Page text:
Street Transvestite Action Revolutionaries, or STAR, was a mutual aid and activist organization started in 1970 by Sylvia Lee Rivera and Marsha P. Johnson. The organization fought for gay liberation, advocated for incarcerated queers, and took steps to provide food, shelter, and mutual aid for homeless trans and Gender non-conforming youth and sex workers in New York.[1]

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STAR began after the founders attended a sit-in at New York University's Weinstein Hall in on September 25, 1970. The University had refused to allow the Gay Student Union to hold dances it had planned twice, and the sit-in was held for several days before the University called in the Tactical Patrol Force to violently evict the protestors, who were forced to abandon the action. [2] STAR founders were angry at the abandonment of the sit-in, saying "You people run if you want to, but we're tired of running. We intend to fight for our rights until we get them."[3]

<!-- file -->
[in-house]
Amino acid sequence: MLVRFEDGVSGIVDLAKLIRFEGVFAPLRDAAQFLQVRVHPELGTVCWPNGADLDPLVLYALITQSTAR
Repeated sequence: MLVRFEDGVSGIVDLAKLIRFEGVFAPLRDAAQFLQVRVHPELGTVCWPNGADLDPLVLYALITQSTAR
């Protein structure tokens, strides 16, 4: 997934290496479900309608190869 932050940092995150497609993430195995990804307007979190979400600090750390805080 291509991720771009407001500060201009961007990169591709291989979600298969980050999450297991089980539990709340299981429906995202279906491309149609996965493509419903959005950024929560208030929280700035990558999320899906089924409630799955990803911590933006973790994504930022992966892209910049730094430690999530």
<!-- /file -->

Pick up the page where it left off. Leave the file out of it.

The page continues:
Using money earned through their own street work, Rivera and Johnson went on to found the first home to address the needs of young transvestite street workers in New York, providing food, shelter, and other mutual aid.



Street Transvestite Action Revolutionaries (STAR) Research Guide